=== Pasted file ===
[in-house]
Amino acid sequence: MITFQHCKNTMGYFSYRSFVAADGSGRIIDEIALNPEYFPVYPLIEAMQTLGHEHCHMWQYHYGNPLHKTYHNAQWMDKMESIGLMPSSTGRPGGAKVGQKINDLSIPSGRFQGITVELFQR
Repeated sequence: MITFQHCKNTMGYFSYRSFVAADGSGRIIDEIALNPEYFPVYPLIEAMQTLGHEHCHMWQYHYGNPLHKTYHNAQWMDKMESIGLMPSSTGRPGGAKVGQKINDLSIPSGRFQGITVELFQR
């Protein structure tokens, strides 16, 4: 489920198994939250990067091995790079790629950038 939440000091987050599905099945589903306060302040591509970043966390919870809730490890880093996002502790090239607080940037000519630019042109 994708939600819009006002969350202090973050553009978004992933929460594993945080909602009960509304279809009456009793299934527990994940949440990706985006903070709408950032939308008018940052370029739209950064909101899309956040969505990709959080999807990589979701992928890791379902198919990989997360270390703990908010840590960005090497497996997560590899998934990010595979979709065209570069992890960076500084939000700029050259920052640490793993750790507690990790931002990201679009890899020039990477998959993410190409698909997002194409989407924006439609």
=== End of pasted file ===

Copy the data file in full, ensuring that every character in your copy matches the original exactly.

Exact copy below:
[in-house]
Amino acid sequence: MITFQHCKNTMGYFSYRSFVAADGSGRIIDEIALNPEYFPVYPLIEAMQTLGHEHCHMWQYHYGNPLHKTYHNAQWMDKMESIGLMPSSTGRPGGAKVGQKINDLSIPSGRFQGITVELFQR
Repeated sequence: MITFQHCKNTMGYFSYRSFVAADGSGRIIDEIALNPEYFPVYPLIEAMQTLGHEHCHMWQYHYGNPLHKTYHNAQWMDKMESIGLMPSSTGRPGGAKVGQKINDLSIPSGRFQGITVELFQR
């Protein structure tokens, strides 16, 4: 489920198994939250990067091995790079790629950038 939440000091987050599905099945589903306060302040591509970043966390919870809730490890880093996002502790090239607080940037000519630019042109 994708939600819009006002969350202090973050553009978004992933929460594993945080909602009960509304279809009456009793299934527990994940949440990706985006903070709408950032939308008018940052370029739209950064909101899309956040969505990709959080999807990589979701992928890791379902198919990989997360270390703990908010840590960005090497497996997560590899998934990010595979979709065209570069992890960076500084939000700029050259920052640490793993750790507690990790931002990201679009890899020039990477998959993410190409698909997002194409989407924006439609």